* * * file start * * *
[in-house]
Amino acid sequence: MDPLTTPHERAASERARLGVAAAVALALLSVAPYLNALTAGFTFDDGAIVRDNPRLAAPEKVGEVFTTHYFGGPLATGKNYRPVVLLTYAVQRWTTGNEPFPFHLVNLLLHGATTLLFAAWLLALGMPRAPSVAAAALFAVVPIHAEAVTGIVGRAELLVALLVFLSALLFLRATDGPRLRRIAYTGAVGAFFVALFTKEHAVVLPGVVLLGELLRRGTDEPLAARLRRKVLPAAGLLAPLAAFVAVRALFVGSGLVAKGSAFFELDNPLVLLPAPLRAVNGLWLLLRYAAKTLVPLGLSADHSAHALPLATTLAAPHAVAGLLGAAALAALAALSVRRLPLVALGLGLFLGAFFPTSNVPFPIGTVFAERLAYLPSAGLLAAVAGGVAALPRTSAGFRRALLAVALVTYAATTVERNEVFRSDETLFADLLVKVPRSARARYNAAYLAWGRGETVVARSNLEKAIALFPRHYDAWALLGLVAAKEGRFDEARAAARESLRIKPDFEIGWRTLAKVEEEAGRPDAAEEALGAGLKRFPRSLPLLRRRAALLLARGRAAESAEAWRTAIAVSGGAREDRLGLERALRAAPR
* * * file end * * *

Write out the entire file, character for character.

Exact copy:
[in-house]
Amino acid sequence: MDPLTTPHERAASERARLGVAAAVALALLSVAPYLNALTAGFTFDDGAIVRDNPRLAAPEKVGEVFTTHYFGGPLATGKNYRPVVLLTYAVQRWTTGNEPFPFHLVNLLLHGATTLLFAAWLLALGMPRAPSVAAAALFAVVPIHAEAVTGIVGRAELLVALLVFLSALLFLRATDGPRLRRIAYTGAVGAFFVALFTKEHAVVLPGVVLLGELLRRGTDEPLAARLRRKVLPAAGLLAPLAAFVAVRALFVGSGLVAKGSAFFELDNPLVLLPAPLRAVNGLWLLLRYAAKTLVPLGLSADHSAHALPLATTLAAPHAVAGLLGAAALAALAALSVRRLPLVALGLGLFLGAFFPTSNVPFPIGTVFAERLAYLPSAGLLAAVAGGVAALPRTSAGFRRALLAVALVTYAATTVERNEVFRSDETLFADLLVKVPRSARARYNAAYLAWGRGETVVARSNLEKAIALFPRHYDAWALLGLVAAKEGRFDEARAAARESLRIKPDFEIGWRTLAKVEEEAGRPDAAEEALGAGLKRFPRSLPLLRRRAALLLARGRAAESAEAWRTAIAVSGGAREDRLGLERALRAAPR